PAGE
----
The camp became operational July 23, 1942, the third camp created by the Germans as part of the “Reinhard” action with the purpose of exterminating Jews. Operation Reinhard was responsible for the murder of 1.7 million Jews.
The idea for an armed uprising and escape came from the few that were left alive after being transported to the camp. The majority of prisoners brought to Treblinka were murdered. The few left were put to hard labor emptying wagons and gas chambers, burning or burying bodies, and separating items taken from those murdered.
On August 2, 1943, on a day that the gas chambers didn’t operate, prisoners waited for a single gunshot – this was their signal. They then seized arms – including 20 hand grenades, 20 rifles, and several revolvers – set the camp building aflame, and attempted to rush the main gate. Of the roughly 700 workers, only a couple hundred succeeded in escaping.
The revolt ended operations at Treblinka. Prisoners who didn’t escape were shot by Nazis. The camp was dismantled and evidence of its existence was destroyed.
Historians estimate that more than 900,000 people were murdered at the Treblinka camp.
According to History.com, prisoner, Rudolf Masaryk stood on top of a roof in the burning camp during the revolt, yelling down to Nazi guards as he shot them:
“This is for my wife and my child who never lived to see the world!”
100-Year-Old Former Death Camp Guard To Be Tried In Germany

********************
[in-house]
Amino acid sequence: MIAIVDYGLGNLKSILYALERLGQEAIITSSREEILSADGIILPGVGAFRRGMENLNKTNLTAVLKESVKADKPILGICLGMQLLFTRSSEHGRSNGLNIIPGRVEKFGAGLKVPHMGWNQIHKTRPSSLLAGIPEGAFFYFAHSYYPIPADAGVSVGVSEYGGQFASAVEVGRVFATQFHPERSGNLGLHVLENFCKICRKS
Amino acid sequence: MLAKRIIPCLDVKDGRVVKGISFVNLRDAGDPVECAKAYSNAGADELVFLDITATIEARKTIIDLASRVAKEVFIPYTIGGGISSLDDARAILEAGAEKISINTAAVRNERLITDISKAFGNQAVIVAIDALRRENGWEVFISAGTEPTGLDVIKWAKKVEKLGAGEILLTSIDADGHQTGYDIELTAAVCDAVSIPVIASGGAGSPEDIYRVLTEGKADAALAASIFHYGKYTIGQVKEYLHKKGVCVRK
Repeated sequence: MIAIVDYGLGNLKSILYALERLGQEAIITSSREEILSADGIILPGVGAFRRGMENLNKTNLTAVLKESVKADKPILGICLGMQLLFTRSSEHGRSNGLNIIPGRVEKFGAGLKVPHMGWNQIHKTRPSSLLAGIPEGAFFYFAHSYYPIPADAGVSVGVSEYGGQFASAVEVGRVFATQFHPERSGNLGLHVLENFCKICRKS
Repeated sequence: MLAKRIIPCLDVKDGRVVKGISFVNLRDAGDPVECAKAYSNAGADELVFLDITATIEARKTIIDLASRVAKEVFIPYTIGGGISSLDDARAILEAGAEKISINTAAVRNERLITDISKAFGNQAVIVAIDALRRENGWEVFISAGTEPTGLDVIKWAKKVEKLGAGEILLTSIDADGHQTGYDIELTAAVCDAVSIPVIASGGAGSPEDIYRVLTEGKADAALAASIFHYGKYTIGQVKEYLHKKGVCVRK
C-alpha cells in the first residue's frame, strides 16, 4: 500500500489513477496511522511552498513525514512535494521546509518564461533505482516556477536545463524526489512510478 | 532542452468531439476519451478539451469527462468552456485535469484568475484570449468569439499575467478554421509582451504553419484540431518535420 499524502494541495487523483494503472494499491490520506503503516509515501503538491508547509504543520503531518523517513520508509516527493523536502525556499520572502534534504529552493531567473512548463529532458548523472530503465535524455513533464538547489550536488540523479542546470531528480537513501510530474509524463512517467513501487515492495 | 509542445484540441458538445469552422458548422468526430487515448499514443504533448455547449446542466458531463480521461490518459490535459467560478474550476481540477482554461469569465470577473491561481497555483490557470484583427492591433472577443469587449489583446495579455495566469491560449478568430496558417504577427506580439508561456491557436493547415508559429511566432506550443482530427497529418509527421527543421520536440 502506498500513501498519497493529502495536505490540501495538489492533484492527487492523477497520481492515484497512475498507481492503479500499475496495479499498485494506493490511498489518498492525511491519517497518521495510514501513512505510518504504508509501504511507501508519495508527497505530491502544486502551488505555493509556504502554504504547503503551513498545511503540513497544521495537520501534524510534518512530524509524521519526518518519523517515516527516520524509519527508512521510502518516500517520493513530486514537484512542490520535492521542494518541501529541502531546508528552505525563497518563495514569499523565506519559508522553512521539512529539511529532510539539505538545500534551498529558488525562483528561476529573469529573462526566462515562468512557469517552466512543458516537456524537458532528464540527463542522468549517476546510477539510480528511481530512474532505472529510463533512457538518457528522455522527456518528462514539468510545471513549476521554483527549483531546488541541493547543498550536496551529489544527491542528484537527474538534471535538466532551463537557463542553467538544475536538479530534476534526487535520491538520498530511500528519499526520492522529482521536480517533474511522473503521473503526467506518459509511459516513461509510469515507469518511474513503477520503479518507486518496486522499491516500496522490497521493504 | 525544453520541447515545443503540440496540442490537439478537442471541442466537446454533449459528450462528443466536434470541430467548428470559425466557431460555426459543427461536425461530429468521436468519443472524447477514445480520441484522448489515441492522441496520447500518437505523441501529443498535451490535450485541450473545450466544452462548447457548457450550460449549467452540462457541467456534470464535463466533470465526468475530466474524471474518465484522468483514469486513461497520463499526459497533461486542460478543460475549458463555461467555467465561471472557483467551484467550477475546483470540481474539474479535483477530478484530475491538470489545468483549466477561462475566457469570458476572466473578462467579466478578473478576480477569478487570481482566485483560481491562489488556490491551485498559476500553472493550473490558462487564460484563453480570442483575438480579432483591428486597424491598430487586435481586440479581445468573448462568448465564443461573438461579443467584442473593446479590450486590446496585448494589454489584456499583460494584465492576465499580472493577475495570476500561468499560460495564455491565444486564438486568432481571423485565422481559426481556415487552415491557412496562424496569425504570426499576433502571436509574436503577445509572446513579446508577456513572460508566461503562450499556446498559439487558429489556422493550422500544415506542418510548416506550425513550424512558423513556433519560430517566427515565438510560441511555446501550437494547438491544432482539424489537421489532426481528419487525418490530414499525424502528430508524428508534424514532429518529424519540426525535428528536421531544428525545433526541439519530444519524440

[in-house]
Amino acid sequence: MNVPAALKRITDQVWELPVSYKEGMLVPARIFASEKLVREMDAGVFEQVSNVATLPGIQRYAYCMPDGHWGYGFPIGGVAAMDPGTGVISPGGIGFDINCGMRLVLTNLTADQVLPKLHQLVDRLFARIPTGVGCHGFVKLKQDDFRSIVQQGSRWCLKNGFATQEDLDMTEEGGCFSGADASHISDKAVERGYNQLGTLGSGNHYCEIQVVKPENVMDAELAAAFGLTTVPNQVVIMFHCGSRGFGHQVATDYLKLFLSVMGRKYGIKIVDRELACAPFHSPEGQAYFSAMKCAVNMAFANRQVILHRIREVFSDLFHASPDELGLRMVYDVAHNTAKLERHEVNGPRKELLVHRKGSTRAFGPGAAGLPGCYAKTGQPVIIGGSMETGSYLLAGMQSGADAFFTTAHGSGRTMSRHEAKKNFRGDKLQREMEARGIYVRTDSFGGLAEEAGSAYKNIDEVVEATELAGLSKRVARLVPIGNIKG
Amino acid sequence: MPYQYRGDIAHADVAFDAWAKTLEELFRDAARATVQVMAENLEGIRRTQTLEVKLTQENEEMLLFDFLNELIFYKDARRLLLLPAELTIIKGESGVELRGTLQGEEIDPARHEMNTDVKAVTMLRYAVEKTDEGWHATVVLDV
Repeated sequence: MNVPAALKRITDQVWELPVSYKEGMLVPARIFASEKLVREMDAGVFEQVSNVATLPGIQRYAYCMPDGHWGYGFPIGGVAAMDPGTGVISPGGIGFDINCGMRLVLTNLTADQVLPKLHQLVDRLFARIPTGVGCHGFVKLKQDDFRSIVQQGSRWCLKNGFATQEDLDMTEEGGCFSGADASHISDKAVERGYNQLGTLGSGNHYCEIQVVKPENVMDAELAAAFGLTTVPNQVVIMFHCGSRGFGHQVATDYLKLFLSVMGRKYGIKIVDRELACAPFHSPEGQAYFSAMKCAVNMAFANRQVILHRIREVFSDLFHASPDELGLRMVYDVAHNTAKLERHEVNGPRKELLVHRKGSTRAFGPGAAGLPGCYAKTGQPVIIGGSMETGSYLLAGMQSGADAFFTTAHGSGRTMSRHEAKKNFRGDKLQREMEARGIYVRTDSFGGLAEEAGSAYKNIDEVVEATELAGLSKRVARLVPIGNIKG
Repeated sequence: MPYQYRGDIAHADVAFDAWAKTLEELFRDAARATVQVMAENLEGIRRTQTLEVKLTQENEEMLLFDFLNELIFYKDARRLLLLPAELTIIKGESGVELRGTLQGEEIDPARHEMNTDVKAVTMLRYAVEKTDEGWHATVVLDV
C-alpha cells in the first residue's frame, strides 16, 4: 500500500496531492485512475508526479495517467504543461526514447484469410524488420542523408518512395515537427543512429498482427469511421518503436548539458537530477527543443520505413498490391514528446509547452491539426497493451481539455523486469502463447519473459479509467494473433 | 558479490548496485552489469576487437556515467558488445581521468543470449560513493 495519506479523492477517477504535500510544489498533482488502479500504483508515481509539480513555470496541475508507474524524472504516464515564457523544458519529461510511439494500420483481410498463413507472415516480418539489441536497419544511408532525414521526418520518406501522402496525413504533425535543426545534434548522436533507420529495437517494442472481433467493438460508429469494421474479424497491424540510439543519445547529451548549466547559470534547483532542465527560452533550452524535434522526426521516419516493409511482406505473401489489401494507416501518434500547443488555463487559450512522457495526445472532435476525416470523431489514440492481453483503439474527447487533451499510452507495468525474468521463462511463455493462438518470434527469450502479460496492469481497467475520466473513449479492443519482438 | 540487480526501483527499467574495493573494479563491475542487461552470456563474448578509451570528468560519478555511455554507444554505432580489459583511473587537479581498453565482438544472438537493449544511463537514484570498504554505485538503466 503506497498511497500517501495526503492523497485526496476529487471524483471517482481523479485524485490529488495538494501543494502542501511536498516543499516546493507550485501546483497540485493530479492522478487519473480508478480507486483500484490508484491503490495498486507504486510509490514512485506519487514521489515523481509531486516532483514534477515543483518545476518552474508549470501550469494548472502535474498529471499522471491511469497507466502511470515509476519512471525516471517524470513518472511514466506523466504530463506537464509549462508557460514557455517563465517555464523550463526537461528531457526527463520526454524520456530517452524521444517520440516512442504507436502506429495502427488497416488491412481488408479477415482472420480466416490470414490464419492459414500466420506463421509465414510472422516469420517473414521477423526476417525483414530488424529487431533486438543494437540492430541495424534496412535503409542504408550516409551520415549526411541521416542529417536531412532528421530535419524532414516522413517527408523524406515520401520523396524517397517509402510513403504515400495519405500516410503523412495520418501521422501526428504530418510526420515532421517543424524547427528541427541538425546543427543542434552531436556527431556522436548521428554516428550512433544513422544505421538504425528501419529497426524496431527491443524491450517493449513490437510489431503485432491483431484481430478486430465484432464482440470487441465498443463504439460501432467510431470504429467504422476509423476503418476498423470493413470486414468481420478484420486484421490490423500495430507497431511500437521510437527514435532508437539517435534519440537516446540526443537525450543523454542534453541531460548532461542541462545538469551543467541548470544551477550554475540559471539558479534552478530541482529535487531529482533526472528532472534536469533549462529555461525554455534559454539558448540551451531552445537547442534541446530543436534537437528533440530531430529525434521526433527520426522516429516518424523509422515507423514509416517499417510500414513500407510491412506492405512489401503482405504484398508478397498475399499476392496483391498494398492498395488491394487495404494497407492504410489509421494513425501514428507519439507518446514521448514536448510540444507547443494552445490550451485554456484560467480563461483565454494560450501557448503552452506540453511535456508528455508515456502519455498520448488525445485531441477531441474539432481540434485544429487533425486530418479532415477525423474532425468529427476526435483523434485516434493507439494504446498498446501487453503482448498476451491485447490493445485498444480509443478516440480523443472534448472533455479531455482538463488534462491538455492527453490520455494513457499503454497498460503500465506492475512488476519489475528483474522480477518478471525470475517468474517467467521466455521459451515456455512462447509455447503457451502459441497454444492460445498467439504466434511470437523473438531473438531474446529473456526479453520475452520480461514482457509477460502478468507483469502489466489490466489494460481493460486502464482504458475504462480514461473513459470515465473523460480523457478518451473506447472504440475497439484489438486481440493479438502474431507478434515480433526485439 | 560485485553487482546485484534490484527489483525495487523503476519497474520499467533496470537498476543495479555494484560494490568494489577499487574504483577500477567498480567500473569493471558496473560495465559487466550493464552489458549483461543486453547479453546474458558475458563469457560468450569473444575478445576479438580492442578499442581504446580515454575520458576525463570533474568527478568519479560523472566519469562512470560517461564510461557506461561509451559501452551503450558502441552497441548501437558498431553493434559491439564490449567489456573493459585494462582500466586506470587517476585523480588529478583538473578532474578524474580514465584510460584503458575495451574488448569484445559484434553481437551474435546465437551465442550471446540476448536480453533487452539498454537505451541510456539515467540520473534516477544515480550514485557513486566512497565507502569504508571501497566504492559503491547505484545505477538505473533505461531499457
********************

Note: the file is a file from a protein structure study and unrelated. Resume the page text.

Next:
A 100-year-old former guard at the Sachsenhausen Concentration Camp outside Berlin will go on trial in October, reported German newspaper Welt am Sonntag.
76 years after the end of World War II, the Neuruppin district court charged the centenarian with accessory to murder in 3,500 cases.
A court spokesperson told the publication that the court has determined the defendant is strong enough to stand trial for between two and two-and-a-half hours per day.
The former guard’s identity was not revealed in accordance with German media law protecting the privacy rights of suspects.
The man is charged with working as a guard at Sachsenhausen from 1942-1945, during which 200,000 people were imprisoned and 20,000 murdered.
In 2011, a precedent-setting case that found working in a concentration camp was grounds enough for conviction, even if there was no proof of a specific crime occurring, allowed German prosecutors to try more former concentration camp guards, reported Deutsche Welle.
Tens of thousands of prisoners died at Sachsenhausen due to hunger, disease, mistreatment, forced labor or “were victims of systematic extermination operations by the Nazis,” said the Sachsenhausen Memorial and Museum website.
The concentration camp located in Oranienburg, near Berlin, operated from 1936 until the end of the war in 1945.